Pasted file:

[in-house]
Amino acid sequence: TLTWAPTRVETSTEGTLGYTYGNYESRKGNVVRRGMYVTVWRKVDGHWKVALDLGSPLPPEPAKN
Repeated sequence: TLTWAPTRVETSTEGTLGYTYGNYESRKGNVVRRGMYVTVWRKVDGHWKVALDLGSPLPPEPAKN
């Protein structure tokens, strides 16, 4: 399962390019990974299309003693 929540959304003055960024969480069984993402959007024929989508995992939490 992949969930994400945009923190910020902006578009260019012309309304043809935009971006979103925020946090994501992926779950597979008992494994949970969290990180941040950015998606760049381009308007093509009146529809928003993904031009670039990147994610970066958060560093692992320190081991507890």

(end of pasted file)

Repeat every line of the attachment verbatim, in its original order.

[in-house]
Amino acid sequence: TLTWAPTRVETSTEGTLGYTYGNYESRKGNVVRRGMYVTVWRKVDGHWKVALDLGSPLPPEPAKN
Repeated sequence: TLTWAPTRVETSTEGTLGYTYGNYESRKGNVVRRGMYVTVWRKVDGHWKVALDLGSPLPPEPAKN
């Protein structure tokens, strides 16, 4: 399962390019990974299309003693 929540959304003055960024969480069984993402959007024929989508995992939490 992949969930994400945009923190910020902006578009260019012309309304043809935009971006979103925020946090994501992926779950597979008992494994949970969290990180941040950015998606760049381009308007093509009146529809928003993904031009670039990147994610970066958060560093692992320190081991507890």